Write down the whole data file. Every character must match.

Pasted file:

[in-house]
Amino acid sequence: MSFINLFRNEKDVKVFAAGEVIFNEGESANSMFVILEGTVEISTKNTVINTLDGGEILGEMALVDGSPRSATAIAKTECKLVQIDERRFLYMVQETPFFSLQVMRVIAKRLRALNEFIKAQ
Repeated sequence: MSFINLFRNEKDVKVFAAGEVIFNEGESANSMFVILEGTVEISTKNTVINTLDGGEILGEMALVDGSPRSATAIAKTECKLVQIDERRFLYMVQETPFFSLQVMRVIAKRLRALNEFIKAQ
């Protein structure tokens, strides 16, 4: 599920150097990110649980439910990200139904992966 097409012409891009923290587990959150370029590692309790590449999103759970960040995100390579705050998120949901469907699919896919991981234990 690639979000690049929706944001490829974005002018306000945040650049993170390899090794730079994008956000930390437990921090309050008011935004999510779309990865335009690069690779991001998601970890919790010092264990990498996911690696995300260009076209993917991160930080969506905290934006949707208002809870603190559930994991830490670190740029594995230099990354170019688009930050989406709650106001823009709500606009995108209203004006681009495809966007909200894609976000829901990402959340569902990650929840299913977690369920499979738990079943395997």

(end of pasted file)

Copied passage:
[in-house]
Amino acid sequence: MSFINLFRNEKDVKVFAAGEVIFNEGESANSMFVILEGTVEISTKNTVINTLDGGEILGEMALVDGSPRSATAIAKTECKLVQIDERRFLYMVQETPFFSLQVMRVIAKRLRALNEFIKAQ
Repeated sequence: MSFINLFRNEKDVKVFAAGEVIFNEGESANSMFVILEGTVEISTKNTVINTLDGGEILGEMALVDGSPRSATAIAKTECKLVQIDERRFLYMVQETPFFSLQVMRVIAKRLRALNEFIKAQ
């Protein structure tokens, strides 16, 4: 599920150097990110649980439910990200139904992966 097409012409891009923290587990959150370029590692309790590449999103759970960040995100390579705050998120949901469907699919896919991981234990 690639979000690049929706944001490829974005002018306000945040650049993170390899090794730079994008956000930390437990921090309050008011935004999510779309990865335009690069690779991001998601970890919790010092264990990498996911690696995300260009076209993917991160930080969506905290934006949707208002809870603190559930994991830490670190740029594995230099990354170019688009930050989406709650106001823009709500606009995108209203004006681009495809966007909200894609976000829901990402959340569902990650929840299913977690369920499979738990079943395997």